Twelve weeks ago, the Seattle Seahawks weren’t supposed to be any good. Three weeks ago, they weren’t supposed to lose more than a couple games the rest of the season. Two days ago, well, let’s just say the perspective has changed quite a bit in three months.
Following back-back losses in which the team can neither run nor stop the run, it’s clear there are still limitations with this group. They may still make the playoffs, and I think they will, but opponents have figured out that the Seattle defense basically keys in on one thing for the week and is easily wrecked elsewhere.
However, they’re miles ahead of where they could have been, thanks to one great free agent signing, six awesome rookies, and a still-unbelievable collapse out in Denver.
In short, while they may be close to finished exceeding expectations this season, the Seahawks are set up rather nicely to be elite next year. There’s only three factors at play if coaching isn’t the issue, which some of you say it is, I say it is not. That’s a different article.
A look at estimated 2023 cap space plotted against a teams 2022 record. pic.twitter.com/cFcgQityR8— Jason_OTC (@Jason_OTC) November 29, 2022
We have it!
Seattle, with the 4th-most dead cap money this season, looks at the 5th-most available cap space next season. Russell Wilson and Bobby Wagner money is gone, and there simply aren’t very many monster contracts of which to speak.
This does not mean the Seahawks will go all Jacksonville on the free agent market; that’s not their style. But it does mean athletes, players, quarterbacks if you will, could be extended. Add a player or two, lock another up for the future, factor in some escalator clauses, but point being here that John Schneider is not really limited in this regard yet.
It’s close. Areas of strength currently involve:
- Top end WR
- TE unit
- Offensive tackle, and probably one guard
- CB1 and Nickel CB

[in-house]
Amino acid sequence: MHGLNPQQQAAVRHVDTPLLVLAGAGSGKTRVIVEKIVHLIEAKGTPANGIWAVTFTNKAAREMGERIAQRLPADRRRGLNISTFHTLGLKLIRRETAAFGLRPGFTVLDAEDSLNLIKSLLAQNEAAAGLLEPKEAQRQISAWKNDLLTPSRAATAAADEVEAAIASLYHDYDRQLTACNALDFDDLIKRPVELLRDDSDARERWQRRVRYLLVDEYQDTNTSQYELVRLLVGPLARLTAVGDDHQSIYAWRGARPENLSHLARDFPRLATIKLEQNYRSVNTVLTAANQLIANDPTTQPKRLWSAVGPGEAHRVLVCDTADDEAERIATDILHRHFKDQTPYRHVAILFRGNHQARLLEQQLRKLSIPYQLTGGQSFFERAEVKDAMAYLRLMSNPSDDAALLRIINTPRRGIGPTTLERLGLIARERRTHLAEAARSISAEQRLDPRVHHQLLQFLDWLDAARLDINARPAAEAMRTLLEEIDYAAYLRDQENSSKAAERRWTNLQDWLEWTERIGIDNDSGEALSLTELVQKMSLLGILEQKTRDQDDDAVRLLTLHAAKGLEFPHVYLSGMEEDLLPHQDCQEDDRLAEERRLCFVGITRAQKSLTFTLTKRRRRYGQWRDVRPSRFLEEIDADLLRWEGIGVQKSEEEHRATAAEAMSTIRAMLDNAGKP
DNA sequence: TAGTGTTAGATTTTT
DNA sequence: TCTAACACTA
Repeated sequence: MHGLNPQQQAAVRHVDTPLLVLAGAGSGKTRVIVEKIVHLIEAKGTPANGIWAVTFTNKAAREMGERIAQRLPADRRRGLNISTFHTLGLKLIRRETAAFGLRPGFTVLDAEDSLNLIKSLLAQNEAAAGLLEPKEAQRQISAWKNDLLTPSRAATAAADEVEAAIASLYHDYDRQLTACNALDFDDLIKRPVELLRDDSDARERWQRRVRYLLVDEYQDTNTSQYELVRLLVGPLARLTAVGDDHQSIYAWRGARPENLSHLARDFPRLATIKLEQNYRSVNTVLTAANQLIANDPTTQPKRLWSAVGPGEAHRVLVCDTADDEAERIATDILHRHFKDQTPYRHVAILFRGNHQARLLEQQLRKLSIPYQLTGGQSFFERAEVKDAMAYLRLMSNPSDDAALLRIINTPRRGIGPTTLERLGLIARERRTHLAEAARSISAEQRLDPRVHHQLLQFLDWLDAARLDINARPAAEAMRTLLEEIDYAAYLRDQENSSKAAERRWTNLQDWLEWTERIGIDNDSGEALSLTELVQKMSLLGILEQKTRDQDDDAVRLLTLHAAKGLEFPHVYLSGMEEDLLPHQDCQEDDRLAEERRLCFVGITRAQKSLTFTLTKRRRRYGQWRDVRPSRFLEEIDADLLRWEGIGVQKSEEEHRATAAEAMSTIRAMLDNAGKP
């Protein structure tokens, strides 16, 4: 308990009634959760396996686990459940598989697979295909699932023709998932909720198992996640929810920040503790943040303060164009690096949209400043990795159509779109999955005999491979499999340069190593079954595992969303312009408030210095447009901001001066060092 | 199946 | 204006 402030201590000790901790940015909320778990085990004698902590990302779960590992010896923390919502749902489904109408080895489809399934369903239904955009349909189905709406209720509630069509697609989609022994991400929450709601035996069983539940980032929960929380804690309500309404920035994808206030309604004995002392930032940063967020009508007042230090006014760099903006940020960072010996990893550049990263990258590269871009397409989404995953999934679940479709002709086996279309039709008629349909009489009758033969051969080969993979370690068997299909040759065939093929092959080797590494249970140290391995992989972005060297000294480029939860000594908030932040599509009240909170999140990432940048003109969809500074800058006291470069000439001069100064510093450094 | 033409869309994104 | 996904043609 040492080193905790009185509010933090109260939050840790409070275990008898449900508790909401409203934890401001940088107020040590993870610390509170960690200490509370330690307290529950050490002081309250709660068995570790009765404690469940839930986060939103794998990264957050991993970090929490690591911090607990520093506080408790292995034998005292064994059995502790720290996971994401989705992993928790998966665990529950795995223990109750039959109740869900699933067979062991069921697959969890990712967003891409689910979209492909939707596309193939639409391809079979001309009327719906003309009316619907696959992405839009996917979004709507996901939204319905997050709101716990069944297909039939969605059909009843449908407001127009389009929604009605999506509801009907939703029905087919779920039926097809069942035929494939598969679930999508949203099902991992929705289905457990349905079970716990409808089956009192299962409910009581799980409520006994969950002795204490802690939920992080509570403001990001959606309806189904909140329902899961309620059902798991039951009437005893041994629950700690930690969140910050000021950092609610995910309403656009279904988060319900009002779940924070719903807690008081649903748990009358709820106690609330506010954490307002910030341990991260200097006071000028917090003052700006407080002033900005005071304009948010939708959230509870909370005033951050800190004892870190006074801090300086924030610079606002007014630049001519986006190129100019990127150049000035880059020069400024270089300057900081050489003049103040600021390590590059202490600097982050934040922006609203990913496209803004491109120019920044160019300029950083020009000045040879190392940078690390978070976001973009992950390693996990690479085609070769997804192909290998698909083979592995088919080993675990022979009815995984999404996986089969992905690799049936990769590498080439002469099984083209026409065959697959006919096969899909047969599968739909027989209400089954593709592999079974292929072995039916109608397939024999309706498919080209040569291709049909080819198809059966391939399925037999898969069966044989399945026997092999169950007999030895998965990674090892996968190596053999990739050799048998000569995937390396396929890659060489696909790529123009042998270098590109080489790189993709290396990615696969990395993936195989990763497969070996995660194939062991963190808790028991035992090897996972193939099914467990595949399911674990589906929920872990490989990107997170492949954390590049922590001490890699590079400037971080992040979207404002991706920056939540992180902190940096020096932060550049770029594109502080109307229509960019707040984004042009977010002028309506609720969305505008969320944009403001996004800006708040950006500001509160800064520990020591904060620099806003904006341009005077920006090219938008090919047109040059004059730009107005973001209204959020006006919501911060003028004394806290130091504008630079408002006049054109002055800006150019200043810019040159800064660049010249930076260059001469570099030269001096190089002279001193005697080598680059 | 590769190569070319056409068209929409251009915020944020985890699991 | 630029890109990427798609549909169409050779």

- Whatever it is they do with Jamal Adams / Ryan Neal position
- One (1) Pass rusher
- Defensive linemen that can knock down passes
Areas of weakness involve:
- Another guard
- Somebody else to catch the ball
- A linebacker to complement Jordyn Brooks
- Pass rush
- Interior defensive line
- Running Back
- Free safety until Quandre Diggs can do that again
The main takeaway here is that the answer wasn’t “quarterback” or “literally the whole offense,” though being this bad across the defensive line for so long is exhausting. In general, there are enough plus talents and elite playmakers on the defense, that it’s more likely they are five improvements away from contention than 15 improvements.
The good news is John Schneider has the opportunity to make 2023 the part II to 2022’s part I and finish the rebuild right here.
Let’s say the five top needs going forward include three on defense and one on offense. Two defensive linemen, linebacker, pass catcher and center. You may disagree, but let’s say it’s those.
If Schneider addresses one or two in free agency, that leaves two or three for the draft.
As of this writing, Seattle has picks number 4, 16, 34, and 49.
If you roll with Geno at QB, that first pick’s gotta be on the defensive line. After that, please don’t draft LB at 16 but basically they’re free to do anything else.
For those still doubtful that this provides any hope, the only teams with rival draft positions in 2023 are the Detroit Lions and the Houston Texans. Those rosters are not comparable to the Seahawks.
I’m still incredibly optimistic that Pete Carroll gets this team into the playoffs. I don’t think they’ll do much there. But still, the future is bright for filling in these holes and making some noise in ‘23.